FlightAware Discussions

Tracking both overhead and distant aircraft

I have been using PiAware with a Pro Stick Plus and this antenna https://www.amazon.com/Bingfu-100MHz-1800MHz-Magnetic-Compatible-Software/dp/B07HQJKMBD for a few years. The antenna and the Raspberry PI have been in my attic and I have gotten reasonable coverage out to about 50-60 nm. Recently I built a simple dipole antenna which I installed in the attic and moved the RPi down to the house, connecting them with RG6 coax and an amplifier. Now I can see aircraft out to 100 nm, but anything within about 5 nm is invisible. Because I live in a suburban area between two busy airports being able to see nearby traffic is very important to me, but I would also like to increase my coverage.

I tried connecting both antennas through a combiner, but it doesn’t work very well and upon thinking about it, there’s no way that it should. After doing a fair amount of research on this forum and other places to find an antenna that might work for me, it seems like there’s an inherent tradeoff between having an antenna that can see distant aircraft and one that can see ones right on top of you. You can’t have both. Designs like a dipole or collinear seem to have a lot of range and the monopole is great for seeing aircraft overhead especially if it doesn’t have a ground plane.

As an alternative I am thinking of getting a second ProStick Plus so that I can connect an antenna to each one and then merge the outputs of two instances of dump1090 running on the RPi. This would seem to be relatively straightforward and appeals to me more than spending time building DIY antennas since I have a lot more experience with software than RF. I would be interested to hear anybody’s thoughts or suggestions.

I would definitely try reducing gain first. There is a thread here called “Thoughts on optimizing gain” (sorry i don’t have a link handy) that has a lot of good information in it.

The net of it is most likely that you had to have your gain set very high for the old antenna to get any results, and now with the new one being more sensitive, any nearby aircraft are overloading your receiver.

Thanks, I had not seen that thread. There is another one that discusses adjusting the gain, but it seemed to be relevant to different hardware than I have.

Here’s the link. Sorry for being lazy earlier: Thoughts on optimizing gain

Seems too much gain (LNA in ProStick Plus and and an additional amplifier)

Can you give some more details:

  • Is the amplifier near antenna or near the RPi / Pro Stick Plus
  • Details of Amplifier
  • Length of RG6 coax

@abcd567 - It’s an inline satellite amplifier that I had laying around. 950-2250 MHz, 16-20dB sloped gain. It’s right next to the antenna and powered through the coax. I don’t know the exact length of the RG6, maybe 50 ft.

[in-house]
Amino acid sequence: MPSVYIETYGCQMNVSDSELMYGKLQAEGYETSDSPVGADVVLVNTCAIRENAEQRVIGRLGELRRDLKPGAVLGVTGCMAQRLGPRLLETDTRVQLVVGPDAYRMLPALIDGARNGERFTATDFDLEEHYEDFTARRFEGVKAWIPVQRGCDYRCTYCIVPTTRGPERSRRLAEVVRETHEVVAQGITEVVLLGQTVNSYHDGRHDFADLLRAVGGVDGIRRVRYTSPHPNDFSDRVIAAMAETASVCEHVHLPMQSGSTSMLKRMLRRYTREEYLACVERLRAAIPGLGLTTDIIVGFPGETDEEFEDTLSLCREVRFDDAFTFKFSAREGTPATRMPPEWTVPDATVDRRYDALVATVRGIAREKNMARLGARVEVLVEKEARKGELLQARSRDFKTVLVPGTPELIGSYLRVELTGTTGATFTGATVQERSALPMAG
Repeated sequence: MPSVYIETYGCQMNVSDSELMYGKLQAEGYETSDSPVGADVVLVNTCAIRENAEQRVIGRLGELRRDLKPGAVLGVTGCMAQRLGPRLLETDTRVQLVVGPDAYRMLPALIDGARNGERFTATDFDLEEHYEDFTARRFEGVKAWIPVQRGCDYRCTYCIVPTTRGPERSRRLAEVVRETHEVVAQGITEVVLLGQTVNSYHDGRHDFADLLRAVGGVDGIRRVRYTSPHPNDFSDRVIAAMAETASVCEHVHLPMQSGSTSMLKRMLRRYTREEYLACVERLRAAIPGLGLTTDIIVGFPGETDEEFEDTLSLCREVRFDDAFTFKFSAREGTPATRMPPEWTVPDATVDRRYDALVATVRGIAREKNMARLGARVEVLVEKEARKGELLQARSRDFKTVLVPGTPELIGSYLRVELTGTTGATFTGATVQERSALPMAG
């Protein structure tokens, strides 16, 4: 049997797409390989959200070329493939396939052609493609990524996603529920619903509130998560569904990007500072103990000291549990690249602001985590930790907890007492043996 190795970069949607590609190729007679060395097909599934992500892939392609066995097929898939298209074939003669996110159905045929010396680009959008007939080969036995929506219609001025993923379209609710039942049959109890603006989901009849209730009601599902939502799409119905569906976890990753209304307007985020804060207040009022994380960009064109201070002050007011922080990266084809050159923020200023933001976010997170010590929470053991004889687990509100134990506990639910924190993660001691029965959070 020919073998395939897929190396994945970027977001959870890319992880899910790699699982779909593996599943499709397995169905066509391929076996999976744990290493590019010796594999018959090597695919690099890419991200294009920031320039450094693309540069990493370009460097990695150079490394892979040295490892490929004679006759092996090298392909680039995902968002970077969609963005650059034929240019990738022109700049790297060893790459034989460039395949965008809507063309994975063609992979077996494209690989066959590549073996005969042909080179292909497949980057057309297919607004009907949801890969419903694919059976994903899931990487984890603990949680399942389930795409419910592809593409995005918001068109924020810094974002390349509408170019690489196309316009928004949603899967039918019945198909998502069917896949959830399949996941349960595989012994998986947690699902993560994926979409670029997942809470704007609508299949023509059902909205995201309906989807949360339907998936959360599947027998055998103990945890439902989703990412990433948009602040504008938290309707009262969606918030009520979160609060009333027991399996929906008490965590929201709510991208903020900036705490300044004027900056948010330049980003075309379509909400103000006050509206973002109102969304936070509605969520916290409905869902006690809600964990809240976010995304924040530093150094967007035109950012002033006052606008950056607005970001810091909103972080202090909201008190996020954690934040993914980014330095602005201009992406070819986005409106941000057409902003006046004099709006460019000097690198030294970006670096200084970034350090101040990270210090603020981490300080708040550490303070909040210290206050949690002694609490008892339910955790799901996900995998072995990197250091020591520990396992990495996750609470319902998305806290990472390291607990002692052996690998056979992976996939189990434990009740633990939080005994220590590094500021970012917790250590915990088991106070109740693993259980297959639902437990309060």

@jafrank - My gain was set to -10 which was the default setting and apparently means it’s set to automatic. The percentage of strong messages was 74%. I changed the gain to 40 and now the percentage is around 5% and I’m not seeing the nearby aircraft disappearing. Currently I have the old antenna connected so I’ll climb up into the attic later today and switch to the dipole.

Oh, what a coincidence!
A diy dipole, satellite amplifier 950~2050 MHZ, 50 ft. RG6 coax, diy bias-t was my first setup when I started this hobby in 2013.

However as FA Pro Stick did not exist at that time, I used a 2nd satellite amplifier down the coax line and a Generic DVB-T plugged into Windows PC (I did not have a Pi either). I could get a range of 450 km (243 nm).

After few months I discovered that the 2nd amplifier has a negative effect on nearby planes (too much gain), and removed it.

As you cannot remove built-in amplifier of ProStick Plus, reduce gain setting of dongle. Do not remove the satellite amplifier near the dipole, as 50 ft. of RG6 coax will reduce signal from distance aircraft below noise floor, and your rang will drop considerably.

Try different value of gain settings like below, and at each setting observe for some time. You will finally know where you get the best results.

49.6, 45, 40, 35, 30

If you are using Piaware SD card image, reduce gain by following command:
NOTE: replace xx by the desired gain number

sudo piaware-config rtlsdr-gain xx  

sudo systemctl restart piaware  

If you are using Raspbian image with piaware package install, edit dump1090-fa config file as follows:

sudo nano /etc/default/dump1090-fa

In this file scroll to following line, and in the part --gain -10, replace -10 by desired value of gain.

RECEIVER_OPTIONS="--device-index 0 --gain -10 --ppm 0"

Do not forget to remove minus (-) sign which is just before the number 10. If you use any number with a minus sign (except -10, which is a special case), it will set gain to ZERO and you will not see any aircraft on your map.

Save file (Ctrl+O) and close (Ctrl+x)

Restart dump1090-fa
sudo systemctl restart dump1090-fa